Browsing named entities in Maj. Jed. Hotchkiss, Confederate Military History, a library of Confederate States Military History: Volume 3, Virginia (ed. Clement Anselm Evans). You can also browse the collection for John Gibbon or search for John Gibbon in all documents.

Your search returned 4 results in 3 document sections:

inchingly held their positions, but had piled the very front of it with heaps of Federal dead. At this same hour of 1 in the afternoon, Burnside, from his headquarters on the bluff behind the Rappahannock, had ordered a grand assault, by 60,000 men, against the half of that number under Jackson on Lee's right; thus seeking, by simultaneous right-hand and left-hand blows, to break either Lee's right or left, and gain one or the other of the two highways that led toward Richmond. Meade and Gibbon, two brave and capable commanders, supported by fifty-one guns, led the attack. A skillful reconnoissance by the Federal engineers had discovered that a tongue of forest, extending from the front of that highland well out into the plain, and near A. P. Hill's left, had been left unguarded, on the supposition that its swampy character would prevent its use as an approach. Through this weak and concealing point, the Federal advance came, to turn Jackson's left, and broke A. P. Hill's first l
a dense forest of pines, of young growth, extending to the right and left from the turnpike, with skirmishers in advance, Heth's division, strengthened on both flanks, but especially on the left to keep touch with Ewell, and with Poague's battalion of artillery in the roadway, awaited Hancock's attack, which was in preparation but a few hundred yards in advance. Shortly after reaching the scene of conflict, at about half past 4, Hancock strengthened Getty's waiting division with portions of Gibbon's and Owens', and four Federal divisions, with other troops in reserve, advanced to engage with Hill's two. A furious combat followed, in which the contending lines met each other, face to face. Hill's men, crouching behind their slight breastworks, sheltered themselves as best they could, as a storm of Federal bullets, cutting off the tops of the dense growth in front, sped to the Confederate line, which met the Federal advance with deliberate aim and drove it back, although held to its w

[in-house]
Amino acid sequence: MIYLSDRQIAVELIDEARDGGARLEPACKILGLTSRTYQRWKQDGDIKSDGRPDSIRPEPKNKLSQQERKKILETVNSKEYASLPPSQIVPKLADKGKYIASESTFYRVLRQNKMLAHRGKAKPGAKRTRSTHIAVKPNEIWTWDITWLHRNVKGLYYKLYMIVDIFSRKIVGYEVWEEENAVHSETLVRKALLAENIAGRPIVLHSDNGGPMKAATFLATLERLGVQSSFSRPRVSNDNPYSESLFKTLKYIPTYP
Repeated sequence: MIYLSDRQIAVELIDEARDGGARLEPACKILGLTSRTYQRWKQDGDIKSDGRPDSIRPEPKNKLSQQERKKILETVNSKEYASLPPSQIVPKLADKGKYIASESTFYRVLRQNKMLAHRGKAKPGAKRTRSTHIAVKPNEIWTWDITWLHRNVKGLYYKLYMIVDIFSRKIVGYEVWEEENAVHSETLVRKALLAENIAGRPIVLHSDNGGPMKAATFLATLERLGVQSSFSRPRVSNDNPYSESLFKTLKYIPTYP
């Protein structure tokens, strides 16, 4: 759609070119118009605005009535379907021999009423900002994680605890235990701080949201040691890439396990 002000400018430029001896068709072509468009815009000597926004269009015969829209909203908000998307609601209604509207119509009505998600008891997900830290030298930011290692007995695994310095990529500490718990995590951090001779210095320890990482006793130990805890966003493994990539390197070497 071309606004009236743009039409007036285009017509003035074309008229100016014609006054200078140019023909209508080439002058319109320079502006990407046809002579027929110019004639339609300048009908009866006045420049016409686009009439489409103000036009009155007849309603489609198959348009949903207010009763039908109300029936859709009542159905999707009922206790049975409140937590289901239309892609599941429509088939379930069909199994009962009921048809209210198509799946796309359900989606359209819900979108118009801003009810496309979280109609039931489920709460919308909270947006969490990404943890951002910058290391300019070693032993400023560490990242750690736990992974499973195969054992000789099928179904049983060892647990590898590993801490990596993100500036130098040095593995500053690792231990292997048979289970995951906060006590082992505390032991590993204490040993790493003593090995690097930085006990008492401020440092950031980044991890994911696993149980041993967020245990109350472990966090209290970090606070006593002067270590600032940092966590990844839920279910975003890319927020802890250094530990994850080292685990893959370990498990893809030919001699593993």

nchburg stage road, on the north side of the Appomattox river, and on the 8th he was striving, by that circuitous way, to again get beyond Grant's advance and reach Lynchburg, which was now his objective point. Sheridan's cavalry, accompanied by Gibbon with the Twenty-fourth infantry corps, following the more direct and shorter road, secured possession of the Lynchburg road at Appomattox station in the afternoon of the 8th, and effectually blocked Lee's further progress toward Lynchburg. On for the success of their efforts, he concluded his report in these noble words: Let them hope for perpetual peace and harmony with that enemy whose manhood, however mistaken the cause, drew forth such herculean deeds of valor. Leaving Maj.-Gen. John Gibbon at Appomattox, with the Fifth and Twenty-fourth army corps and McKenzie's cavalry, to complete the paroling of the surrendered army and take charge of public property, General Grant immediately ordered the rest of his army back to the vic